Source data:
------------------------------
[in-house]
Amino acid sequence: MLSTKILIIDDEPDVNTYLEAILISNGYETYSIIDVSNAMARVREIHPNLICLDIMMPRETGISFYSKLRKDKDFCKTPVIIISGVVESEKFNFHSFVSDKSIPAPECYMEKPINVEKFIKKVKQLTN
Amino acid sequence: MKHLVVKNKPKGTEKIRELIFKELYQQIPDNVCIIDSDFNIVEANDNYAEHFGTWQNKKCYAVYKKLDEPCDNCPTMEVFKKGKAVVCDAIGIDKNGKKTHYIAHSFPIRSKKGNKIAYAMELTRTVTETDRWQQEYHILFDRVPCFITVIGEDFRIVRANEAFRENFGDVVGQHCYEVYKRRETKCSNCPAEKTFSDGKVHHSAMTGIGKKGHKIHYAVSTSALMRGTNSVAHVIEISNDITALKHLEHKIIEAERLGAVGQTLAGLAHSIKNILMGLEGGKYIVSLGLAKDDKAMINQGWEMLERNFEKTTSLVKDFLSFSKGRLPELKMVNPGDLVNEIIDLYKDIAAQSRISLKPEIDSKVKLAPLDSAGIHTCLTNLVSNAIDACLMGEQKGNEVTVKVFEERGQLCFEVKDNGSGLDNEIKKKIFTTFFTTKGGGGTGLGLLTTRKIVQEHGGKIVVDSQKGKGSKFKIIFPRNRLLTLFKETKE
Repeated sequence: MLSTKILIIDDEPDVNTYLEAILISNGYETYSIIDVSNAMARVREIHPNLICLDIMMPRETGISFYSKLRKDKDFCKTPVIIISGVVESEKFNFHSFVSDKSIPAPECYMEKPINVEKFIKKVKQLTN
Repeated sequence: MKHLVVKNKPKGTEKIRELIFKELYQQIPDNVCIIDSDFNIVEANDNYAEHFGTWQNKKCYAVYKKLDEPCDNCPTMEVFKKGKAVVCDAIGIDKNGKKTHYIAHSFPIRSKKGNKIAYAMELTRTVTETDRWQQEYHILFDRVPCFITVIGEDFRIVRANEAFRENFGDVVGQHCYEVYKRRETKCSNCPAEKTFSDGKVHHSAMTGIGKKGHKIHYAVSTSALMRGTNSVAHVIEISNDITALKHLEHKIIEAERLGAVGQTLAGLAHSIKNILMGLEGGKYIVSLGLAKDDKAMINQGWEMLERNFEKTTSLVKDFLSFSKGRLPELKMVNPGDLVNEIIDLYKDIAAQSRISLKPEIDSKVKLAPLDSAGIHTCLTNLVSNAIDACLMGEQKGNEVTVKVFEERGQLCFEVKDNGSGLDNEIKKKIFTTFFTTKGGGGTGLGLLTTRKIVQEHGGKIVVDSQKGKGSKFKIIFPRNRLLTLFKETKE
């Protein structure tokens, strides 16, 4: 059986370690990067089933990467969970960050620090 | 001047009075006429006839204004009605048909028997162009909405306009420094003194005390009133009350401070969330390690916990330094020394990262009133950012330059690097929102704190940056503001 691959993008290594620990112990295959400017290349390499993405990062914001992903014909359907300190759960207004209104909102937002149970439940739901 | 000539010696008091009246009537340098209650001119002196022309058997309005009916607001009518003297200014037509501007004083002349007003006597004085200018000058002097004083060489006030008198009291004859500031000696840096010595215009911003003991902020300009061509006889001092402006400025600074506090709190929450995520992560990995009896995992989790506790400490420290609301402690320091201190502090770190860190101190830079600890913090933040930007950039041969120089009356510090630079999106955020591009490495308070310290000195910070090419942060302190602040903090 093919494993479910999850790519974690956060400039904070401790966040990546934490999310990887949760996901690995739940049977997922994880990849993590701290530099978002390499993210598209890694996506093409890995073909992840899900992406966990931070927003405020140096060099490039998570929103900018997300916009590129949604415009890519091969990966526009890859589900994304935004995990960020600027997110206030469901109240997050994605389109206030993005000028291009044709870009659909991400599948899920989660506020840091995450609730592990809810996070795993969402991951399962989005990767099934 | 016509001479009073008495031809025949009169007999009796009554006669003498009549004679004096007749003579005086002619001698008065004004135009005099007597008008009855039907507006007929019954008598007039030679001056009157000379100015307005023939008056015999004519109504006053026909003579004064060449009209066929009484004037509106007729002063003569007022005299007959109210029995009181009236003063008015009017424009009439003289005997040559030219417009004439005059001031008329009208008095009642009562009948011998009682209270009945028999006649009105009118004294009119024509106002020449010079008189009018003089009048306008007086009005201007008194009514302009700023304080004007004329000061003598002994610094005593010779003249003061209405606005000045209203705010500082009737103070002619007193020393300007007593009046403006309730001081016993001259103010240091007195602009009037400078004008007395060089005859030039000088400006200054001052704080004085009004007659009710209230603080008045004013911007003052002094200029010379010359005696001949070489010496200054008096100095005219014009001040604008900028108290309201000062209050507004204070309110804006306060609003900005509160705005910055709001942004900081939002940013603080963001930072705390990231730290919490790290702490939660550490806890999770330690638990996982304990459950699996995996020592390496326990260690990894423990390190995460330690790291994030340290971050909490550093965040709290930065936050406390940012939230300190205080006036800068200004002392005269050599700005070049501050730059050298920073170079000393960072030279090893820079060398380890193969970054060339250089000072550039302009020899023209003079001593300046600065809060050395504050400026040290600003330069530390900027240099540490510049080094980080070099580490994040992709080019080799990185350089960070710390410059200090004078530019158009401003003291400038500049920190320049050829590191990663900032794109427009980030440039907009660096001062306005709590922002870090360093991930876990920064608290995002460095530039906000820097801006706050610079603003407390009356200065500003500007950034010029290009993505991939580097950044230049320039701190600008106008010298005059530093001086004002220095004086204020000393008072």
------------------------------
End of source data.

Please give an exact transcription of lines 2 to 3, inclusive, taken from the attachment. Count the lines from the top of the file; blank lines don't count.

Amino acid sequence: MLSTKILIIDDEPDVNTYLEAILISNGYETYSIIDVSNAMARVREIHPNLICLDIMMPRETGISFYSKLRKDKDFCKTPVIIISGVVESEKFNFHSFVSDKSIPAPECYMEKPINVEKFIKKVKQLTN
Amino acid sequence: MKHLVVKNKPKGTEKIRELIFKELYQQIPDNVCIIDSDFNIVEANDNYAEHFGTWQNKKCYAVYKKLDEPCDNCPTMEVFKKGKAVVCDAIGIDKNGKKTHYIAHSFPIRSKKGNKIAYAMELTRTVTETDRWQQEYHILFDRVPCFITVIGEDFRIVRANEAFRENFGDVVGQHCYEVYKRRETKCSNCPAEKTFSDGKVHHSAMTGIGKKGHKIHYAVSTSALMRGTNSVAHVIEISNDITALKHLEHKIIEAERLGAVGQTLAGLAHSIKNILMGLEGGKYIVSLGLAKDDKAMINQGWEMLERNFEKTTSLVKDFLSFSKGRLPELKMVNPGDLVNEIIDLYKDIAAQSRISLKPEIDSKVKLAPLDSAGIHTCLTNLVSNAIDACLMGEQKGNEVTVKVFEERGQLCFEVKDNGSGLDNEIKKKIFTTFFTTKGGGGTGLGLLTTRKIVQEHGGKIVVDSQKGKGSKFKIIFPRNRLLTLFKETKE